The Blogazine 
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Trend Watch: Leather Gloves for Men

What could be more ordinary, useful and, if we dare say, trivial than simple leather gloves? Yet this beautifully practical and wonderfully stylish accessory secretly hides and ambiguous past as gloves were worn not only for protection, but played a central part in different customs and rituals. In fact, for centuries, leather gloves were worn by those who needed to protect their hands in special conditions, such as heavy workers or, slightly far away in history, knights in battles. The upper classes wore more fashionable gloves which were crafted in finer leathers, beautifully fringed and elaborately embroidered with decorative elements such as gold threads. As far as symbolism goes, gloves were used both to issue a challenge between knights by a simple throw of a gauntlet, or, for the monarchy, to relegate power to others, done by simply delivering a glove. Gloves were also given as signs of friendship. Due to their high symbolic and decorative power, gloves have always been used by fashion houses to advance specific trends and develop the quality of their collections. In the 1930s, Hermès presented leather gloves with matching handbags. In the 1950s, Coco Chanel was known for her short gloves worn with day suits.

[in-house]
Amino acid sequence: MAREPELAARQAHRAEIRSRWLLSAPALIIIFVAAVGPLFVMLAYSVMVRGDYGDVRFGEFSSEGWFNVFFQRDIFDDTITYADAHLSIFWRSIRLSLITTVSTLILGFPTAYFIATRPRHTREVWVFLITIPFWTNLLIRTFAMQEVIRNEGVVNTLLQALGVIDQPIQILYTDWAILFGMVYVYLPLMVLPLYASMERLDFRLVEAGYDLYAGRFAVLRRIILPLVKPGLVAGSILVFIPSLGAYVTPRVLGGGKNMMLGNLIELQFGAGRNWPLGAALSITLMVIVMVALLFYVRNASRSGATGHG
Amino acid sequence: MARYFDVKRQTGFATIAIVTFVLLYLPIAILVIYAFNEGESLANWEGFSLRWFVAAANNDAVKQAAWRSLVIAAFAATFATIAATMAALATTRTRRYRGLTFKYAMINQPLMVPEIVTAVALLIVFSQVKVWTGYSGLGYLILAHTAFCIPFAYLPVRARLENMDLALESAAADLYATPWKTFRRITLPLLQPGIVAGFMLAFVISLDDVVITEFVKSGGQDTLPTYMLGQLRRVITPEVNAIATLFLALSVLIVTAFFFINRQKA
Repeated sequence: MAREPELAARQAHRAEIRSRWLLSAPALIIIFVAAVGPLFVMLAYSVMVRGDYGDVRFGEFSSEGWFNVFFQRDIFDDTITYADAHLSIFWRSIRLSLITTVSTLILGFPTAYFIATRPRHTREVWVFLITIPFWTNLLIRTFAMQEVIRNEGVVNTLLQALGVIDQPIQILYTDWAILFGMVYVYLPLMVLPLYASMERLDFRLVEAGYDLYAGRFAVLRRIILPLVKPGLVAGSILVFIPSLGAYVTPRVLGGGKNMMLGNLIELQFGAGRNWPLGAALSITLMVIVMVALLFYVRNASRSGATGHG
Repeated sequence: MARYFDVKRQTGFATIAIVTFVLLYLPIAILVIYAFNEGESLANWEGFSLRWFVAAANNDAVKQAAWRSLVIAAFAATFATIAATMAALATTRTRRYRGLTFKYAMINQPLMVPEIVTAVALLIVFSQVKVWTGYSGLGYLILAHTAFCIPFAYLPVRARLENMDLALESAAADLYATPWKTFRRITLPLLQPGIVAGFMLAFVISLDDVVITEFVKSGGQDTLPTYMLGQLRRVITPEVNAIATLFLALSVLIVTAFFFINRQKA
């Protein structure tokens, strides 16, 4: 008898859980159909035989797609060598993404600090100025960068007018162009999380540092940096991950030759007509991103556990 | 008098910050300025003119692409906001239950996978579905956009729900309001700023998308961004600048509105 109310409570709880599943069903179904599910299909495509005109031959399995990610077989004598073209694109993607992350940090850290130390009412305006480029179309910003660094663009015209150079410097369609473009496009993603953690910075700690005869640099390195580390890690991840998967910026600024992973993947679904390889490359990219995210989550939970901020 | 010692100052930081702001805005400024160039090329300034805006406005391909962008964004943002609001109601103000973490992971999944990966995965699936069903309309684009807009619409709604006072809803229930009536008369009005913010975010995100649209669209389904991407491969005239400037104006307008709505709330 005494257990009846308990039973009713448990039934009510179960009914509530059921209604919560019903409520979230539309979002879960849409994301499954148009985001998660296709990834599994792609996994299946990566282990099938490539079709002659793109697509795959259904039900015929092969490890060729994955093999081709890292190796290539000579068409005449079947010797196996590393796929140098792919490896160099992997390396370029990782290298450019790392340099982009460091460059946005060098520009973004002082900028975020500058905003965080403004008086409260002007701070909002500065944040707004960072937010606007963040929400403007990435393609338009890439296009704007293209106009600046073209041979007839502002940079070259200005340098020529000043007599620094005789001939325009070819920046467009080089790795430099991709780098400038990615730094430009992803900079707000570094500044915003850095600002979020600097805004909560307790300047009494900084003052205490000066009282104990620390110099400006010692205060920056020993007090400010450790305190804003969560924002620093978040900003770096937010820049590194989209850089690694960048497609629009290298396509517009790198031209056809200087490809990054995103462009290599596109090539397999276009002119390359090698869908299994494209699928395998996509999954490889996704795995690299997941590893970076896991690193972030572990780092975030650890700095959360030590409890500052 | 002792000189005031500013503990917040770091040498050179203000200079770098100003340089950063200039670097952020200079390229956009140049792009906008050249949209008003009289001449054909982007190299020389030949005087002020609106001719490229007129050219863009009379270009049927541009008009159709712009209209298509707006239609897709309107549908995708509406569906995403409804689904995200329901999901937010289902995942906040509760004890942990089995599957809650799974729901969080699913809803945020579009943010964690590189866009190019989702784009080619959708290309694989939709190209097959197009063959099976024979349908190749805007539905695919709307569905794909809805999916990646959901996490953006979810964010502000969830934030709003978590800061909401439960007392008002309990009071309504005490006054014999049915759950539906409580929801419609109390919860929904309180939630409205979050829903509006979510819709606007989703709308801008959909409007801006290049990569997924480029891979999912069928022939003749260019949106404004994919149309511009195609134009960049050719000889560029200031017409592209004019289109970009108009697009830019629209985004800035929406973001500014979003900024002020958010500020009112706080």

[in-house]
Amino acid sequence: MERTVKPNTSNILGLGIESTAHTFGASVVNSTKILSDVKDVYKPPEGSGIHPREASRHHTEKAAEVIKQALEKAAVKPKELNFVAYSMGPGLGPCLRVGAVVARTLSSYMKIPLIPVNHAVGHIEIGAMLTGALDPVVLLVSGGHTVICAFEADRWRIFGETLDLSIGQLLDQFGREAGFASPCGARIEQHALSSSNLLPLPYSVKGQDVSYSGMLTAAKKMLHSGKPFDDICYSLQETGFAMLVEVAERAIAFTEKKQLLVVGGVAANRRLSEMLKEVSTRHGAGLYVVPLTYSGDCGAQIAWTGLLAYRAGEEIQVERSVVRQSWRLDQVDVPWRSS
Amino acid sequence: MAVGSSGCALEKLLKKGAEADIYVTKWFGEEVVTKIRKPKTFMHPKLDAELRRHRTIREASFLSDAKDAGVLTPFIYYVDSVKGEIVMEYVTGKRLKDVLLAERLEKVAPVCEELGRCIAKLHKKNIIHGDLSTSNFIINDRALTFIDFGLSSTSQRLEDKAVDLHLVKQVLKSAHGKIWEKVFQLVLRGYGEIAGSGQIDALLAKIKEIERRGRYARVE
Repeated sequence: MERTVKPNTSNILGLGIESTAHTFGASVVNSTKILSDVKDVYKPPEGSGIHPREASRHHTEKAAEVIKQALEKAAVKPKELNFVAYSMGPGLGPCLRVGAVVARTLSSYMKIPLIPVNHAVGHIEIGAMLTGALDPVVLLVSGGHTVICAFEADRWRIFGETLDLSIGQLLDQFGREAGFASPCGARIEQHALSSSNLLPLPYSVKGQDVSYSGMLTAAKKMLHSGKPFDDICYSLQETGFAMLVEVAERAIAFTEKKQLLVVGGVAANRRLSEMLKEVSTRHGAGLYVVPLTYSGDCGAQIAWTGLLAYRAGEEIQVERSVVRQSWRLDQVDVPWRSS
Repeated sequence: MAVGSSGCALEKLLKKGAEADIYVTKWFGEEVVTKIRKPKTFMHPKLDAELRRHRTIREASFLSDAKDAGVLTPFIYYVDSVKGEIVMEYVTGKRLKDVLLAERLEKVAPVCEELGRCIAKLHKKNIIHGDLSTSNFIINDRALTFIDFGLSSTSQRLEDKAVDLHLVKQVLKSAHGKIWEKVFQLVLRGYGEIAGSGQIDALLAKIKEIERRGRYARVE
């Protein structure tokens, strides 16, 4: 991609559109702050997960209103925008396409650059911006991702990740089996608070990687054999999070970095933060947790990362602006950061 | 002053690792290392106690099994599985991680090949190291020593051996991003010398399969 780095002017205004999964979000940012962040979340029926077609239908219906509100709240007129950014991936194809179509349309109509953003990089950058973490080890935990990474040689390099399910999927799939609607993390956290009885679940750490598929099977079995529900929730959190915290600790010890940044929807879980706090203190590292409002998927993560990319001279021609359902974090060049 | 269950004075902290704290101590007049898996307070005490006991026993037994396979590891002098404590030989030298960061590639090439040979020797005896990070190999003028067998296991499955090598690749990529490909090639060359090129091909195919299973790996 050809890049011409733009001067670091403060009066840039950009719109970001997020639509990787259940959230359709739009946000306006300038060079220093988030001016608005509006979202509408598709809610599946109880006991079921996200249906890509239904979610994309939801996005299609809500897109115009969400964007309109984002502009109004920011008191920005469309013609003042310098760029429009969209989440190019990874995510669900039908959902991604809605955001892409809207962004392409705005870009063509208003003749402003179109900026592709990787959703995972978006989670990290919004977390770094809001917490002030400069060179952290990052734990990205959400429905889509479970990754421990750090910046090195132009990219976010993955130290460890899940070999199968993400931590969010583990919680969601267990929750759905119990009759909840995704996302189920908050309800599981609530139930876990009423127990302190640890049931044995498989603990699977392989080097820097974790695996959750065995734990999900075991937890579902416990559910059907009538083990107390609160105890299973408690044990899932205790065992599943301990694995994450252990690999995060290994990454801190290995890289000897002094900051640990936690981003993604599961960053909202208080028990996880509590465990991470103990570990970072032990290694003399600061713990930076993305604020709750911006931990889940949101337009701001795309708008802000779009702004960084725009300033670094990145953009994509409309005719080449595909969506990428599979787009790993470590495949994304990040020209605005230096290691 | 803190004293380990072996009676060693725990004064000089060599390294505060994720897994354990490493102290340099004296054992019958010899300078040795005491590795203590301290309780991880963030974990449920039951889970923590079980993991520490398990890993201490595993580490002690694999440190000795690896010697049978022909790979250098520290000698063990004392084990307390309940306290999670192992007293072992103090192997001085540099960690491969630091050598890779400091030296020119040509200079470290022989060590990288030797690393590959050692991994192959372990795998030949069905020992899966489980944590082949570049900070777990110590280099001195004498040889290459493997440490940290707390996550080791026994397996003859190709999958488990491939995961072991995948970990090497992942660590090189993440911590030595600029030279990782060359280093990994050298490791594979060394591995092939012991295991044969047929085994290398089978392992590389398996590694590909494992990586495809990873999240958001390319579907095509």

Gloves have a broad range of use such as keeping the hands warm and protecting them from harm. While they have lost, to a certain extent, their particular role in everyday etiquette, gloves still form a fashion signature and are able to pull together a look, whether it is by adding an edge with driving gloves or a touch of Dandy with a more tailored, refined feel. Even though the early significance linked to gloves have lost much of its relevance, they are still entrenched in our social conventions: a pair of leather gloves represents a social history of both the society we live in, as well as our person. With a wider range of options we have to choose from today, leather gloves add a touch of history bringing forth the reminder of gentlemen, knights and everyday hard work, right at the tip of our fingers.

Victoria Edman 
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Nicolò Degiorgis: Hidden Islam